-I$HOME/perl5/lib/perl5 -Mlocal::lib >> ~/.cshrc • Start a new shell Tuesday, July 10, 12
  49. Install App::cpanminus • wget http://search.cpan.org/CPAN/ authors/id/M/MI/MIYAGAWA/App- cpanminus-1.5015.tar.gz • tar xvfz

    App-cpanminus-1.5015.tar.gz • cd App-cpanminus-1.5015 • perl Makefile.pl • make • make install Tuesday, July 10, 12
  50. Install New Modules • cpanm File::Slurp • cpanm Acme::Morse •

    cpanm Acme::Pythonic Tuesday, July 10, 12
  51. Q & A Tuesday, July 10, 12

  52. CPAN Modules #1 • Data::Dumper, Data::Printer • Spreadsheet::ParseExcel, Spreadsheet::WriteExcel •

    Try::Tiny, autodie, Carp::REPL, English Tuesday, July 10, 12
  53. Printing Data • Use (core) Data::Dumper to get an ugly

    printout of the data • Use Data::Printer to get a pretty printout of the data Tuesday, July 10, 12
  54. Data::Dumper • Dumper( $ref ) returns a string representation of

    a complex data structure • Don’t forget to print it use v5.14; use Data::Dumper; my @letters = ('a'..'f'); my @numbers = (0..7); my %contacts = ( Mike => 7, Jim => 5 ); my @data = (\@letters, \@numbers, \%contacts); print Dumper(\@data); Tuesday, July 10, 12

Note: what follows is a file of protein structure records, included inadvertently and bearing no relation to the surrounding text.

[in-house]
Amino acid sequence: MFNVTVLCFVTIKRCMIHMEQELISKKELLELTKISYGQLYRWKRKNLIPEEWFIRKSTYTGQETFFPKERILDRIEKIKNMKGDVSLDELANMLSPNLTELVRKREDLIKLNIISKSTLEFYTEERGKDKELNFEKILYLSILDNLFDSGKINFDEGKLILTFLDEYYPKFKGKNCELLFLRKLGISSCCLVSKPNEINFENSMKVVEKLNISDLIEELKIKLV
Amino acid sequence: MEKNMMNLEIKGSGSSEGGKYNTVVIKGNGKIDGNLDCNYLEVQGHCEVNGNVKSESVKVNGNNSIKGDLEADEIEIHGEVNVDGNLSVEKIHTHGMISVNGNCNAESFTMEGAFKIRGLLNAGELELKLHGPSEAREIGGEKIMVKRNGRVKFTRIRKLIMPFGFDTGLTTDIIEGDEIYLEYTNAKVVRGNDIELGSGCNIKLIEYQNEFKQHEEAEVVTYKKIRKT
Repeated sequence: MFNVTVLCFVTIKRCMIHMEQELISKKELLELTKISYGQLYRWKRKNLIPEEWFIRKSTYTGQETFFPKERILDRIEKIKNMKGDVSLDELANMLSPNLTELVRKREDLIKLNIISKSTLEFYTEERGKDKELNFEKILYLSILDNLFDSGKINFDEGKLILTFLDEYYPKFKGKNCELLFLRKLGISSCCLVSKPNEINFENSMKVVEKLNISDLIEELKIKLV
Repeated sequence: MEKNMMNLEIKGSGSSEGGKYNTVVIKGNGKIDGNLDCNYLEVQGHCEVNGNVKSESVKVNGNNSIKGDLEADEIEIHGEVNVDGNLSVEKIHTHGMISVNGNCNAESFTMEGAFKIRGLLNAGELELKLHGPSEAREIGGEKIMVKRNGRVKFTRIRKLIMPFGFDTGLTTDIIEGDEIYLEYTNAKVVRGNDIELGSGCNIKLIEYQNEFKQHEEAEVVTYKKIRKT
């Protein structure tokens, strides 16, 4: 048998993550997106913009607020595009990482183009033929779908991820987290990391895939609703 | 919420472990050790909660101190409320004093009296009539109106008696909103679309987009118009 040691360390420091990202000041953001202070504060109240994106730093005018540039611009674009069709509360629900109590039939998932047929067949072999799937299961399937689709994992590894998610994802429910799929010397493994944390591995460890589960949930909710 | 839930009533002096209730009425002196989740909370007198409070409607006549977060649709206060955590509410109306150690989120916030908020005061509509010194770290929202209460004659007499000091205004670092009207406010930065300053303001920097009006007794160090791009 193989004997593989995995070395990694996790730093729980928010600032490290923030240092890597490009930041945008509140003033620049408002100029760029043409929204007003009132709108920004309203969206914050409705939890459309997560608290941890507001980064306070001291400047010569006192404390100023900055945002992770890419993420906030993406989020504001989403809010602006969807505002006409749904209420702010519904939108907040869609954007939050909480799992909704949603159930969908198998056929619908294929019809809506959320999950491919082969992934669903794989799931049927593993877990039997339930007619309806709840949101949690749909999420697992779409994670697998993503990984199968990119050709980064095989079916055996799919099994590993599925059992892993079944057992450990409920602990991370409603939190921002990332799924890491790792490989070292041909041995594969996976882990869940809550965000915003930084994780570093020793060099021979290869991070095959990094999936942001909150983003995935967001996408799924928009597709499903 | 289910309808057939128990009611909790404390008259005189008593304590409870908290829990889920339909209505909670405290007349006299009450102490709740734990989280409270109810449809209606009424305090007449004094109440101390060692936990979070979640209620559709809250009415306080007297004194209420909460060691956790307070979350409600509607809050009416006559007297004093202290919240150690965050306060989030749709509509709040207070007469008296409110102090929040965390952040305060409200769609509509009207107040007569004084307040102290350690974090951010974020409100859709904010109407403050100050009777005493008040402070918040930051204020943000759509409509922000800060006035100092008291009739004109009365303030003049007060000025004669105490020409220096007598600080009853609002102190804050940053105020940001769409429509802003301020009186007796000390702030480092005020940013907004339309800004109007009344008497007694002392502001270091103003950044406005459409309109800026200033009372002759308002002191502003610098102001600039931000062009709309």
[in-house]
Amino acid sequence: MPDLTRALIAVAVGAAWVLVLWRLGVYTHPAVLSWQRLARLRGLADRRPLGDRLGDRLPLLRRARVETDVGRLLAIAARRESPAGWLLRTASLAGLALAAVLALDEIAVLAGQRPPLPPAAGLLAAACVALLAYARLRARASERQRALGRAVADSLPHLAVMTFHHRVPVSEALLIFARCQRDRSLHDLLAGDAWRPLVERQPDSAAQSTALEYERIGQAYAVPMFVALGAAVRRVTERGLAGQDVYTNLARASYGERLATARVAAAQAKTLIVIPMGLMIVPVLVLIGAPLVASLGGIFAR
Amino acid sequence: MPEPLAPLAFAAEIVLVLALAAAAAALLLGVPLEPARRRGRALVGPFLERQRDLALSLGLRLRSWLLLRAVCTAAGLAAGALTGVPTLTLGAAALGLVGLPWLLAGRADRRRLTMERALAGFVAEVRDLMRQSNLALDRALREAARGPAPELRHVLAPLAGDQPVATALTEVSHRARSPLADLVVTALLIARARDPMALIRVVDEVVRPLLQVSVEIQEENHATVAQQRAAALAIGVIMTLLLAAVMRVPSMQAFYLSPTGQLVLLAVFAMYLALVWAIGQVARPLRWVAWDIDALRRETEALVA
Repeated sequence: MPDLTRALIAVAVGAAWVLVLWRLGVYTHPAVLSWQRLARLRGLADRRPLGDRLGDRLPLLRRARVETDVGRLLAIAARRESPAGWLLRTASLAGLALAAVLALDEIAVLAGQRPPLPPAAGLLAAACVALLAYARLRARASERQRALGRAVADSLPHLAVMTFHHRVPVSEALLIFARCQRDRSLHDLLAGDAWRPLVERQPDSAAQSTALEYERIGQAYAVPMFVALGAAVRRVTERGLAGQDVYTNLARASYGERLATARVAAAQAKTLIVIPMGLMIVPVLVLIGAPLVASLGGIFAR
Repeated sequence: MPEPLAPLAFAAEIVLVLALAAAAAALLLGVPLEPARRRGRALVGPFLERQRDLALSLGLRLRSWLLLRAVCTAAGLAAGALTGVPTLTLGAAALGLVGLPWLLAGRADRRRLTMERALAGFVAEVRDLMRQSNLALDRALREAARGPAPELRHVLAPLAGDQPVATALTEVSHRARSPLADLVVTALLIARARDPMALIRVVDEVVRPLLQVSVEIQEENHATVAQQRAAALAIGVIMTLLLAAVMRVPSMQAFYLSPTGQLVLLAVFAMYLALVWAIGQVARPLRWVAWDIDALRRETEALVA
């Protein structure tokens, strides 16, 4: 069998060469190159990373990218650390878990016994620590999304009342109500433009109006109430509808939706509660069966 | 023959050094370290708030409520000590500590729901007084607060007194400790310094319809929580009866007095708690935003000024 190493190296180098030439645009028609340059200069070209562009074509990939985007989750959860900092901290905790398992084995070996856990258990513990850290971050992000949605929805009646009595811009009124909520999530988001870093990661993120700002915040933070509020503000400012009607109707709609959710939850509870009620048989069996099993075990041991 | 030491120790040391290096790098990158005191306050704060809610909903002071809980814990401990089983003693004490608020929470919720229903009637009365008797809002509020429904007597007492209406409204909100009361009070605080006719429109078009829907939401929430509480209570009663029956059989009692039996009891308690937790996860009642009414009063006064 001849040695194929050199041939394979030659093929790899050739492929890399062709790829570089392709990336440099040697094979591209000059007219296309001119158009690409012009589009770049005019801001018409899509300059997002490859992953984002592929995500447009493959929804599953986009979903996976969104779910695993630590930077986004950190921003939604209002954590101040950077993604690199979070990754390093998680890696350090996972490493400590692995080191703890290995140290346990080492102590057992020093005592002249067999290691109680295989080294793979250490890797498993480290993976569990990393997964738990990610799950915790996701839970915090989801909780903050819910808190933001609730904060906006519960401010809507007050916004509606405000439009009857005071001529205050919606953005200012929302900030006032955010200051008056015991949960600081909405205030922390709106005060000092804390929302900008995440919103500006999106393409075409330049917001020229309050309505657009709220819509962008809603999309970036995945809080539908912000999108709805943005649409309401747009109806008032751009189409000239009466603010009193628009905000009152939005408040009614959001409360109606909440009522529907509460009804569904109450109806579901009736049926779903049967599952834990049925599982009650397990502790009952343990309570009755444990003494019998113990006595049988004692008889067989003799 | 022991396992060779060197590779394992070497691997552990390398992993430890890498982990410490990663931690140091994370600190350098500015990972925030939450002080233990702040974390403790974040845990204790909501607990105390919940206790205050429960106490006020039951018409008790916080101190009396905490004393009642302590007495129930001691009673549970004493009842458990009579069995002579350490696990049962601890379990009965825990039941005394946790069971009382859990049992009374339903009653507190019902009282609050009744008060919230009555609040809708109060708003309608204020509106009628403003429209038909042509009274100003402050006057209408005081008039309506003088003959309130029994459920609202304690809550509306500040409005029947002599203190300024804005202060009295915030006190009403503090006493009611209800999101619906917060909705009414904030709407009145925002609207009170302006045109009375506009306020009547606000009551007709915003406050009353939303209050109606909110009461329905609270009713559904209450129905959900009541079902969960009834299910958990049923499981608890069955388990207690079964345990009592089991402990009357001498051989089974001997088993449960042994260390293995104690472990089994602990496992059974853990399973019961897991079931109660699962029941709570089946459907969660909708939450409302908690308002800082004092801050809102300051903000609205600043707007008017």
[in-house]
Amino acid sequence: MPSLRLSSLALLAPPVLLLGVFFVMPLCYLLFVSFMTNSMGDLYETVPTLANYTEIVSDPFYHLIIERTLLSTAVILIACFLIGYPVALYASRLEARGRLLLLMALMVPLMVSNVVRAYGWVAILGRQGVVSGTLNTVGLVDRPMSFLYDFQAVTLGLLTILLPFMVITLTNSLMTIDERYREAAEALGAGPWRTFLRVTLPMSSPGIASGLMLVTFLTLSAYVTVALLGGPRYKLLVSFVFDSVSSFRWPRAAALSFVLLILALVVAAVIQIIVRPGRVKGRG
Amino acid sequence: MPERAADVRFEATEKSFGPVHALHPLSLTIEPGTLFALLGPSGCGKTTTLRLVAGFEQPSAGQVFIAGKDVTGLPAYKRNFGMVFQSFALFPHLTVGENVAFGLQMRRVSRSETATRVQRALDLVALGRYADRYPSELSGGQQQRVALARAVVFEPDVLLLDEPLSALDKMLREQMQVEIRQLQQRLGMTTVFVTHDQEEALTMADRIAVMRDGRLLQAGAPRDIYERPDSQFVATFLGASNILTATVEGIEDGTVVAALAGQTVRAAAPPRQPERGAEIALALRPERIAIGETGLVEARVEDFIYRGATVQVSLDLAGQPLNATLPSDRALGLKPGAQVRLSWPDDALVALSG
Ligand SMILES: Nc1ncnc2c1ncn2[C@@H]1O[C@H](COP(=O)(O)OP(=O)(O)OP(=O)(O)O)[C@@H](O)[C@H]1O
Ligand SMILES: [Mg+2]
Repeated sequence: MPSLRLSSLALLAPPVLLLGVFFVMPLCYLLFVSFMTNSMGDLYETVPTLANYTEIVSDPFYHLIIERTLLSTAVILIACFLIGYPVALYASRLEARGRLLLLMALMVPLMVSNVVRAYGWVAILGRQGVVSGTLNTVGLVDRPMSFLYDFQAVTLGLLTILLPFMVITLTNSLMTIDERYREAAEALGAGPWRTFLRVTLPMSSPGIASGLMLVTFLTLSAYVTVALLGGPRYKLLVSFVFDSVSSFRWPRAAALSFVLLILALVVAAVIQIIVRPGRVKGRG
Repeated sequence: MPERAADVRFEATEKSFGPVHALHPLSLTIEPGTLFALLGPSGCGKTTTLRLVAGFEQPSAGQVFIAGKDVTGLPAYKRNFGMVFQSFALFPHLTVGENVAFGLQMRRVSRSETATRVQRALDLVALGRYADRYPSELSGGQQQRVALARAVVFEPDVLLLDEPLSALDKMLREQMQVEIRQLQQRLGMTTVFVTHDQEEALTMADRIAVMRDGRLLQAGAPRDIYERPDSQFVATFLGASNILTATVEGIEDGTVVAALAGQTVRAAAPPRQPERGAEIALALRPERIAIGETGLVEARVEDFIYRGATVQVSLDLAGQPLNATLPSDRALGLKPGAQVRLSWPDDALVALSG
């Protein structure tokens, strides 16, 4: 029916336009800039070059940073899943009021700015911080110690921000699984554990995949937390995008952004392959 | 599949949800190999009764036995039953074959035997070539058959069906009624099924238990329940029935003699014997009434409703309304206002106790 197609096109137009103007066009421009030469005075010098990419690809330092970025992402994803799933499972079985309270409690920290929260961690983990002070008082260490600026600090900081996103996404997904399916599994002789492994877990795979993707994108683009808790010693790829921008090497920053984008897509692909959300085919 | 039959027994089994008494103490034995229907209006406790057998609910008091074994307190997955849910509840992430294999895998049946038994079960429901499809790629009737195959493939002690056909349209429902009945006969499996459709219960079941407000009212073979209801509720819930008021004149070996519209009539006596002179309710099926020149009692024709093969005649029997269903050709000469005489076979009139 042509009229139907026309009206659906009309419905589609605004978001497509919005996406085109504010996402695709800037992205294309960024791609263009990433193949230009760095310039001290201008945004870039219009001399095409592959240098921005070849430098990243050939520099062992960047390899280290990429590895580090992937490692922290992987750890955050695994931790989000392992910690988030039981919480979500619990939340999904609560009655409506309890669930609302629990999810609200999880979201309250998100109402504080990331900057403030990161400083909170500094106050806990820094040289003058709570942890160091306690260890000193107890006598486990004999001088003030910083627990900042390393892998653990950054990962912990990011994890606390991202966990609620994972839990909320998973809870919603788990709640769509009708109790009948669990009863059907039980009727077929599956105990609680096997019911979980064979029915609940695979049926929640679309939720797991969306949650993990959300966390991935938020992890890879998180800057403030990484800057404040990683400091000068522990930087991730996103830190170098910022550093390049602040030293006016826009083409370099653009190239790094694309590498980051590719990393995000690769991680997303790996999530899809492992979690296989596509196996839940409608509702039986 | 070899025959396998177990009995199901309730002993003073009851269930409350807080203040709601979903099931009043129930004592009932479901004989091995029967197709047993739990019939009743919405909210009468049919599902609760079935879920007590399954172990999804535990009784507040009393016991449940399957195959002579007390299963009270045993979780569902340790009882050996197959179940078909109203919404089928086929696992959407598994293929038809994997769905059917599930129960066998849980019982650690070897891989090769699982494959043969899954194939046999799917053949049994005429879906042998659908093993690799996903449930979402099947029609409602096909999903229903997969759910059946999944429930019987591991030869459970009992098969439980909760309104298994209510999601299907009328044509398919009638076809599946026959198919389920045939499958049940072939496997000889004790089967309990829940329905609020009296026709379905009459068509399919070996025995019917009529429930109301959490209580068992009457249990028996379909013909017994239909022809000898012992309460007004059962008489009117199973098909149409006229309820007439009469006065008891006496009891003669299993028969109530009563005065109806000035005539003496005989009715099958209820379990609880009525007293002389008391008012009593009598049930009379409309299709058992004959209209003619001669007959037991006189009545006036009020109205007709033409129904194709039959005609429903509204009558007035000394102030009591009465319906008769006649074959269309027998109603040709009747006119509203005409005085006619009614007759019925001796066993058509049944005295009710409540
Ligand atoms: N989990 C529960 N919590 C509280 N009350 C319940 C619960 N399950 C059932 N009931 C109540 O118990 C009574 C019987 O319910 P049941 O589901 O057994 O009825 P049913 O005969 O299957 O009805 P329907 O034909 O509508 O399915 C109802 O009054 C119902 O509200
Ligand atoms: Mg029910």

55. Data::Printer • New function: p • Don’t have to pass

    a reference • Print in colors use v5.14; use Data::Printer; my @letters = ('a'..'f'); my @numbers = (0..7); my %contacts = ( Mike => 7, Jim => 5 ); my @data = (\@letters, \@numbers, \%contacts); p @data; Tuesday, July 10, 12
  56. Excel Modules Tuesday, July 10, 12

  57. Spreadsheet::ParseExcel • Reads an excel file (95-2003) • Access all

    information in that file • Help: https://groups.google.com/forum/? fromgroups#!forum/spreadsheet-parseexcel Tuesday, July 10, 12
  58. Spreadsheet::ParseExcel • Get a parser • Parse excel file •

    Each workbook “has” an array of work sheets use Spreadsheet::ParseExcel; use strict; use warnings; use Data::Printer; my $parser = Spreadsheet::ParseExcel->new; my $workbook = $parser->parse('demo1.xls') or die $parser->error; p $workbook; Tuesday, July 10, 12
  59. Spreadsheet::ParseExcel • Print out contents of the first work sheet

    my $ws = $workbook->worksheet(0); my ( $row_min, $row_max ) = $ws->row_range; my ( $col_min, $col_max ) = $ws->col_range; for my $row ( $row_min .. $row_max ) { for my $col ( $col_min .. $col_max ) { my $cell = $ws->get_cell( $row, $col ); say "($row, $col) = ", $cell->value; } } Tuesday, July 10, 12
  60. Spreadsheet::ParseExcel • Spreadsheet::ParseExcel::Workbook is our entry point to the document

    • Use ->worksheet( $idx ) to get a specific worksheet • Use ->worksheets() to get them all, i.e. for looping Tuesday, July 10, 12
  61. Spreadsheet::ParseExcel • Worksheet objects represents individual sheets • Main methods: